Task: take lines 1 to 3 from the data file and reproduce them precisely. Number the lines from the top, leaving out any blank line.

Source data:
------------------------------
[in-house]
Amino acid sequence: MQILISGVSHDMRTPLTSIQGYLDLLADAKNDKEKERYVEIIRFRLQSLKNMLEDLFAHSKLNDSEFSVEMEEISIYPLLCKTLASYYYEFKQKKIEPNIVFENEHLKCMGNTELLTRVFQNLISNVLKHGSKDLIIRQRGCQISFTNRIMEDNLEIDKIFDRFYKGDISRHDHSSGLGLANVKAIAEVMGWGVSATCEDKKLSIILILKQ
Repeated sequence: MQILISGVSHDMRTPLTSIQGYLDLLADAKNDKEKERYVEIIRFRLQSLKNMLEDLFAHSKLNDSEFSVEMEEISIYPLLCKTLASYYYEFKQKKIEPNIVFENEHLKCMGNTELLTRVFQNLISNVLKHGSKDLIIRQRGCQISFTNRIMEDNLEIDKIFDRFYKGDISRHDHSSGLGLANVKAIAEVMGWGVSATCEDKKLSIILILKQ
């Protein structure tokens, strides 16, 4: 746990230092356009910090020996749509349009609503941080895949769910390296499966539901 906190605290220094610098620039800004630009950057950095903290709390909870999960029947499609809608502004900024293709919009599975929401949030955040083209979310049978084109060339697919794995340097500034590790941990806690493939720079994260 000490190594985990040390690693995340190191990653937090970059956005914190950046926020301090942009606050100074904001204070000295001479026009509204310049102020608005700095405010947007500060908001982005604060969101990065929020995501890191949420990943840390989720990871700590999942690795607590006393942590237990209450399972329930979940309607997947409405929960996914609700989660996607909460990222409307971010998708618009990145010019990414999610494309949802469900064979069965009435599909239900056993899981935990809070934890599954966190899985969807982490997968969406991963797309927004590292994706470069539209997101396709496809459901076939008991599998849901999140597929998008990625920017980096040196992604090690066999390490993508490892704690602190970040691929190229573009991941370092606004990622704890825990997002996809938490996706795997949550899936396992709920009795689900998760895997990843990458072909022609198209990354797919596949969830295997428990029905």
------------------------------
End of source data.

[in-house]
Amino acid sequence: MQILISGVSHDMRTPLTSIQGYLDLLADAKNDKEKERYVEIIRFRLQSLKNMLEDLFAHSKLNDSEFSVEMEEISIYPLLCKTLASYYYEFKQKKIEPNIVFENEHLKCMGNTELLTRVFQNLISNVLKHGSKDLIIRQRGCQISFTNRIMEDNLEIDKIFDRFYKGDISRHDHSSGLGLANVKAIAEVMGWGVSATCEDKKLSIILILKQ
Repeated sequence: MQILISGVSHDMRTPLTSIQGYLDLLADAKNDKEKERYVEIIRFRLQSLKNMLEDLFAHSKLNDSEFSVEMEEISIYPLLCKTLASYYYEFKQKKIEPNIVFENEHLKCMGNTELLTRVFQNLISNVLKHGSKDLIIRQRGCQISFTNRIMEDNLEIDKIFDRFYKGDISRHDHSSGLGLANVKAIAEVMGWGVSATCEDKKLSIILILKQ